Since I’m concerned about getting too stiff (no cracks from the peanut gallery, please) I asked my colleagues about wheel sizes. Jack Baruth suggested that I’m still going to have to go to a bigger wheel if I want to get performance tires, that there just aren’t a lot of choices in 14″ sizes. For a performance tire he suggested Dunlop Direzzas or Yokohama Advan Rs. I don’t know what owners of old Brit roadsters are doing, but Jack is correct, checking the tire warehouses, there aren’t that many performance tires for 13s and 14s. I was able, however, to find some Direzza DZ102 tires, an update to the original DZ101, for $82 ea at Tire Rack. It’s a directional, summer tire.  The widest tire that will fit on the car is a 205, so I’m going with a 205 55 r15. That gives me about 0.8″ more tread width and it’s close enough to the original tire circumference to keep the speedometer within 1 mph accuracy in most driving conditions. Tire Size Conversion is a useful site, by the way, to check compatibility and things like speedo calibrations.

tire     rack

Two of the car’s current 14″ OEM steel wheels had to be knocked back into shape by yours truly and a baby sledge after mom clipped some curbs. Detroit area potholes are deservedly notorious, so I’m not about to spend money on aluminum wheels. Steelies are cheaper and, as mentioned, you don’t need special tools to straighten them. Every set of used alloy rims that I saw advertised on Craigslist had some kind of cosmetic damage or worse. Discount Tire, a local chain, had some U.S. made 15×6″ steel wheels by Unique for $55 a piece. They’re pretty much OEM replacements, only bigger and wider. I think they’ll look just fine with chrome lug nuts. Discount Tire’s software simulation of what the car will look like with the steelies heads this post. Buying the wheels there gets me a discount on mounting and balancing.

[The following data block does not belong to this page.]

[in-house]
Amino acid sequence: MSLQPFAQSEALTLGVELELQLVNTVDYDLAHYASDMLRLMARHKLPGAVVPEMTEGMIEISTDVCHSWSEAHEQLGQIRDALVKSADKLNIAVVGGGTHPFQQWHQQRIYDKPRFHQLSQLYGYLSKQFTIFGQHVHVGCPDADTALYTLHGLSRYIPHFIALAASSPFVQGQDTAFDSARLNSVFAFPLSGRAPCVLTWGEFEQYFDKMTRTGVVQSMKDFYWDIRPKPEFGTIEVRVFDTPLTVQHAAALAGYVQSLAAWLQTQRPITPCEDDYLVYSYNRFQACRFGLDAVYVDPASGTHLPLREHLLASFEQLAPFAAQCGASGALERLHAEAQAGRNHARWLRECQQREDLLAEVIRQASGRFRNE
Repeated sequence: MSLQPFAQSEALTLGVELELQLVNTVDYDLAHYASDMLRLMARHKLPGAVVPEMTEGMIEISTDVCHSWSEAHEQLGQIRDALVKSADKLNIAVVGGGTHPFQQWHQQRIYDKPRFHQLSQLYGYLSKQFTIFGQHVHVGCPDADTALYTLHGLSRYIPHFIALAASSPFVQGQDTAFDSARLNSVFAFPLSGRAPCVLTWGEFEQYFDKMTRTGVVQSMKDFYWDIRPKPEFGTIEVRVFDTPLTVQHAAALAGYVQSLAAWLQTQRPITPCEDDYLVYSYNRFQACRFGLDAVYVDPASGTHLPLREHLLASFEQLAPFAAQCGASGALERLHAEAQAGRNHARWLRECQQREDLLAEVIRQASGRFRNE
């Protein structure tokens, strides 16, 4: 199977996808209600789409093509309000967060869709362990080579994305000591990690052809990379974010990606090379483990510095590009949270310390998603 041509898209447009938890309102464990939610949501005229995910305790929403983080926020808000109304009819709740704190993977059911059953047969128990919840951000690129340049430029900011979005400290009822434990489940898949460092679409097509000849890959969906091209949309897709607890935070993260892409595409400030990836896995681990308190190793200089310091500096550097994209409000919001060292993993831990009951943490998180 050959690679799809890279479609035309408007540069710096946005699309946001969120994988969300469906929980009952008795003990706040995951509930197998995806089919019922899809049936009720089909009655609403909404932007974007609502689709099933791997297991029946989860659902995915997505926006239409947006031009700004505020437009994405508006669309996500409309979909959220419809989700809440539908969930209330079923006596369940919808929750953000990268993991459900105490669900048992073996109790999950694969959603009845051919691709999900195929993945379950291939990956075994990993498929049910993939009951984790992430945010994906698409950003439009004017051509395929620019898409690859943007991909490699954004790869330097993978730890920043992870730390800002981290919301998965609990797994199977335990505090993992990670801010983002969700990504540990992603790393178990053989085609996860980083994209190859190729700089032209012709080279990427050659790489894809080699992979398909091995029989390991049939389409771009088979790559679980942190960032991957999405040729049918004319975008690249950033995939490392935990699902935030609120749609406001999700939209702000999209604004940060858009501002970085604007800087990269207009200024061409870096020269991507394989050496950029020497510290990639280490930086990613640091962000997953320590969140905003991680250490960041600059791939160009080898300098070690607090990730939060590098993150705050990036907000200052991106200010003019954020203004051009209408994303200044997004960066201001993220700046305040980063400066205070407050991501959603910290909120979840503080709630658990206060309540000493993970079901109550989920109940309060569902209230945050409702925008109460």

I have to say that as a consumer I’ve been pleased so far. When I ordered the springs, I got a followup call from Tire Rack explaining that I should anticipate possible accelerated wear on the shock absorbers and other suspension components. When I called a local repair shop to get a price on labor, the guy asked me why I was lowering the car and said he’d had customers who regretted it. I explained that it wasn’t about looks, but rather handling and that I was going with a fairly modest drop so I didn’t expect to start scraping driveway aprons.

tirerack

The parts are in.

So the adventure has started. The parts are all in. I can’t get the car into the shop until next week, but in the meantime this weekend, if there’s no precipitation, I’m going to take the car over to a parking lot and get some baseline data. I’ll shoot video to record body lean and I downloaded a lateral acceleration app for my smartphone. After I get cornering data as is, I’ll do it again after replacing the suspension parts, and if the snow holds off longer, I’ll do it yet again with the new tires, reporting back after each step. If I’m happy with the results, I’ll upgrade the base rear drum brakes with discs I can pull off a higher spec Saturn at the junkyard. That’s a bolt on conversion. Long term, I’ll keep my eye out for a DOHC/5-speed drivetrain I can get cheap.

Per my colleagues’ suggestions, I’ll be keeping the alignment at the OEM settings. As Jack pointed out, I don’t need a darty car on icy Michigan roads.

Speaking of icy roads, I’ll be keeping the old rims and tires for winter use. The OEM wheels are mounted with some Cooper all-season tires with plenty of tread life remaining that should suffice in the cold. I know how Baruth feels about all-seasons in the winter and having test driven Bridgestone Blizzaks in a blizzard, I’m a fan of sticky winter tires, but I grew up learning to drive in big rear wheel drive American sedans with bias ply tires and since I haven’t managed to get stuck or plow into someone so far, the all-seasons will do for winter driving for now.